The total effort spent on verification is continuously on the rise (click here). This boost can be attributed to multiple reasons such as –
- Rising complexity of the design further guided by Moore’s law
- Constrained random test benches coupled with complex cross cover bins
- Incorporating multiple techniques to confirm verification closure
- Debugging RTL and the Verification environment
A study conducted by Wilson Research Group, commissioned by Mentor Graphics revealed that, mean time a design engineer spends in verification has increased from an average of 46% in 2007, to 50% in 2010. It also confirmed that debugging claims most part of verification engineer's bandwidth. While the effort spent on RTL debugging may rise gradually with the design size and complexity, TB debugging is showing up frequent spikes. Absence of a planned approach and limited support of the tools to enable this further adds up to the woes. Issues in the verification environment arise mainly due to –
- Incorrect understanding of the protocol
- Limited understanding of the language and methodology features
- First timers making silly mistakes
- ‘JUGAAD’ (Hindi word for workaround)
Unlike design, the verification code was never subjected to area and performance optimization and the verification engineers were liberal in developing code. If something doesn’t work, find a quick workaround (jugaad) and get it working without contemplating the impact on testbench efficiency. Market dynamics now demand the faster turnaround of product and if verification is sluggish that impacts the product development schedule considerably. Below is one such case study picked from past experience wherein a complex core with parallel datapaths culminating into the memory arbiter (MA) block was to be verified.
CRV with Vera+RVM used to verify MA and block (XYZ) feeding MA. 100% functional coverage was achieved at block level for both modules. XYZ used complete frame structure to verify so average simulation time of test was 30 mins while MA used just a series of bytes & words long enough to fill FIFOs and simulation time was <5 mins. To stress MA further with complete frames of data and confirm it works fine with XYZ, CRV was chosen for XYZ+MA as a DUT. The rest of the datapath feeding XYZ was left to directed verification at top level as the total size of the core was quite large.
The team quickly integrated the two environments and started simulating the tests. But this new env was taking ~16X more time as compared to XYZ standalone environment thereby impacting the regression time severely. This kicked off the debugging process of analyzing the bottleneck. First approach was to comment out the instances of MA monitor & scoreboard in the integrated env and rerun. If simulation time reduces then uncomment the instances and its tasks one by one to root cause the problem. On rerunning with this change there was no drop in simulation time. Damn! How was that possible?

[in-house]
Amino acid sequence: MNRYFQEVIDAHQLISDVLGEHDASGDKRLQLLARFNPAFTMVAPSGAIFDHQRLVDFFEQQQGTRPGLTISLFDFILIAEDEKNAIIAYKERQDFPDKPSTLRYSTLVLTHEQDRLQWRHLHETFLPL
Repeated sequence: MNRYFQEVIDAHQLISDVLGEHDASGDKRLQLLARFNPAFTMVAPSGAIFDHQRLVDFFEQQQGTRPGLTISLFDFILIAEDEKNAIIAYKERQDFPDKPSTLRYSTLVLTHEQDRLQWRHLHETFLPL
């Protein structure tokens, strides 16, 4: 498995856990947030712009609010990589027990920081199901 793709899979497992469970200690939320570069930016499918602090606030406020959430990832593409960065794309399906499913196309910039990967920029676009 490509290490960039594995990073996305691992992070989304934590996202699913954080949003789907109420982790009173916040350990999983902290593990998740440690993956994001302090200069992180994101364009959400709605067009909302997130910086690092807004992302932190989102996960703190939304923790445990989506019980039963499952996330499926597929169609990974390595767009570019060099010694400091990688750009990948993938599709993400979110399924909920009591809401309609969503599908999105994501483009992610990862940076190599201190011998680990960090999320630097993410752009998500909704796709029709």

Reviewing the changes, the team figured out that instead of commenting out the instances, the engineer had commented out the start of transactions. He claimed that just having an instance in the env shouldn’t affect as long as no transactions are getting processed by MA components. Made sense! But then why this Kolaveri (killer instinct)?
To nail down the problem multiple approaches like code review, increasing verbosity of logs and profiling were kicked off in parallel.
The MA TB had 2 mistakes. A thread was spawned from the new () task of scoreboard for maintaining the data structure and this code had a delay(1) to it. This was added by the MA engineer while debugging standalone env at some point in time as a JUGAAD.
task ma_xyz :: abc()
Since this thread was spawned from new(), even though the start_xactor task was dormant this thread was still active causing the delay. Replacing this delay by posedge(clock) solved the issue and to respect guidelines this task was moved to a suitable place in the TB.
Lesson learnt – 'Jugaad' in the verification env of yesteryears doesn’t work so very well with modern day verification environment. Think twice while fixing you verification code or else the debugging effort on your project would again overshoot beyond average!
I invite you to share your experiences with such goofups! Drop an email to firstname.lastname@example.org